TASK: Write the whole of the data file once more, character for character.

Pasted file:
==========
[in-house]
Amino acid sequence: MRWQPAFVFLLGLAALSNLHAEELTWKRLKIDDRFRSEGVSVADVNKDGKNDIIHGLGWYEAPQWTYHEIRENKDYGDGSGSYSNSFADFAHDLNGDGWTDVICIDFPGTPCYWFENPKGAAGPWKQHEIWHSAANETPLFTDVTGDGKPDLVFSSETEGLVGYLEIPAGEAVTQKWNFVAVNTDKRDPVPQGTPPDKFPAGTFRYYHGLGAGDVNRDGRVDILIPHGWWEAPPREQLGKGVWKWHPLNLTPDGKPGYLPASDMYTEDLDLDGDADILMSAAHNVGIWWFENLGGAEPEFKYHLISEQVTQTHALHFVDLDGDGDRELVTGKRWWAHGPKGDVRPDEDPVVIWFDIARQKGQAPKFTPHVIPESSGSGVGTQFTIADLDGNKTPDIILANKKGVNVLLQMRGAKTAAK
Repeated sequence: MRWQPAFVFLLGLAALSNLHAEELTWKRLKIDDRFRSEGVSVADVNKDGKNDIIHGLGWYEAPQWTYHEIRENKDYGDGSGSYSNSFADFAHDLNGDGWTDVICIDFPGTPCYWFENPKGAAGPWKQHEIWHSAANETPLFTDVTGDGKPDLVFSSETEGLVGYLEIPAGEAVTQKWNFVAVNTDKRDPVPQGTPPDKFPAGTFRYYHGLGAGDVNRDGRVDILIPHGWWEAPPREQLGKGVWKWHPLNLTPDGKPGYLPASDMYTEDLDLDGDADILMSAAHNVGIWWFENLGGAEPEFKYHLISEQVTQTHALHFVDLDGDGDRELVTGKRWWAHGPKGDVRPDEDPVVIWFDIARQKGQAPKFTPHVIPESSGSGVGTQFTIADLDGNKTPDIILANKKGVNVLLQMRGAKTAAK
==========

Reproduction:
[in-house]
Amino acid sequence: MRWQPAFVFLLGLAALSNLHAEELTWKRLKIDDRFRSEGVSVADVNKDGKNDIIHGLGWYEAPQWTYHEIRENKDYGDGSGSYSNSFADFAHDLNGDGWTDVICIDFPGTPCYWFENPKGAAGPWKQHEIWHSAANETPLFTDVTGDGKPDLVFSSETEGLVGYLEIPAGEAVTQKWNFVAVNTDKRDPVPQGTPPDKFPAGTFRYYHGLGAGDVNRDGRVDILIPHGWWEAPPREQLGKGVWKWHPLNLTPDGKPGYLPASDMYTEDLDLDGDADILMSAAHNVGIWWFENLGGAEPEFKYHLISEQVTQTHALHFVDLDGDGDRELVTGKRWWAHGPKGDVRPDEDPVVIWFDIARQKGQAPKFTPHVIPESSGSGVGTQFTIADLDGNKTPDIILANKKGVNVLLQMRGAKTAAK
Repeated sequence: MRWQPAFVFLLGLAALSNLHAEELTWKRLKIDDRFRSEGVSVADVNKDGKNDIIHGLGWYEAPQWTYHEIRENKDYGDGSGSYSNSFADFAHDLNGDGWTDVICIDFPGTPCYWFENPKGAAGPWKQHEIWHSAANETPLFTDVTGDGKPDLVFSSETEGLVGYLEIPAGEAVTQKWNFVAVNTDKRDPVPQGTPPDKFPAGTFRYYHGLGAGDVNRDGRVDILIPHGWWEAPPREQLGKGVWKWHPLNLTPDGKPGYLPASDMYTEDLDLDGDADILMSAAHNVGIWWFENLGGAEPEFKYHLISEQVTQTHALHFVDLDGDGDRELVTGKRWWAHGPKGDVRPDEDPVVIWFDIARQKGQAPKFTPHVIPESSGSGVGTQFTIADLDGNKTPDIILANKKGVNVLLQMRGAKTAAK